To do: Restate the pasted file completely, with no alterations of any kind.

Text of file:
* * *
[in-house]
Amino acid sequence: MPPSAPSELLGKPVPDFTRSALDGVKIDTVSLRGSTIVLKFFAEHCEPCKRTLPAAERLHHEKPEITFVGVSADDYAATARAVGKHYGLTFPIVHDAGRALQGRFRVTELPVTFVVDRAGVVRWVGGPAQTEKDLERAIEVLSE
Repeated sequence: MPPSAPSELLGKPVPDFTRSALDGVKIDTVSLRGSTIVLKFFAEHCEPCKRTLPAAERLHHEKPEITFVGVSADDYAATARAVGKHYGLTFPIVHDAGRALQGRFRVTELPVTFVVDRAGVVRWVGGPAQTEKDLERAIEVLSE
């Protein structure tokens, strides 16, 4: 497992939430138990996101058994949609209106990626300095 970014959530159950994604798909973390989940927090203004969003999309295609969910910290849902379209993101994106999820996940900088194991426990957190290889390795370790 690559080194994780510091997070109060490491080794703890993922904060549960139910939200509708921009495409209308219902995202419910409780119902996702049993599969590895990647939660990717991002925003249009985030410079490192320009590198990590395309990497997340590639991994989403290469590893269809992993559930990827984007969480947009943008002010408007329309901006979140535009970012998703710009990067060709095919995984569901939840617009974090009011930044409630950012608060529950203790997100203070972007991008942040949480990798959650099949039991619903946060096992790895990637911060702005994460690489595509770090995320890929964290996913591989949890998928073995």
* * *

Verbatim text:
[in-house]
Amino acid sequence: MPPSAPSELLGKPVPDFTRSALDGVKIDTVSLRGSTIVLKFFAEHCEPCKRTLPAAERLHHEKPEITFVGVSADDYAATARAVGKHYGLTFPIVHDAGRALQGRFRVTELPVTFVVDRAGVVRWVGGPAQTEKDLERAIEVLSE
Repeated sequence: MPPSAPSELLGKPVPDFTRSALDGVKIDTVSLRGSTIVLKFFAEHCEPCKRTLPAAERLHHEKPEITFVGVSADDYAATARAVGKHYGLTFPIVHDAGRALQGRFRVTELPVTFVVDRAGVVRWVGGPAQTEKDLERAIEVLSE
């Protein structure tokens, strides 16, 4: 497992939430138990996101058994949609209106990626300095 970014959530159950994604798909973390989940927090203004969003999309295609969910910290849902379209993101994106999820996940900088194991426990957190290889390795370790 690559080194994780510091997070109060490491080794703890993922904060549960139910939200509708921009495409209308219902995202419910409780119902996702049993599969590895990647939660990717991002925003249009985030410079490192320009590198990590395309990497997340590639991994989403290469590893269809992993559930990827984007969480947009943008002010408007329309901006979140535009970012998703710009990067060709095919995984569901939840617009974090009011930044409630950012608060529950203790997100203070972007991008942040949480990798959650099949039991619903946060096992790895990637911060702005994460690489595509770090995320890929964290996913591989949890998928073995």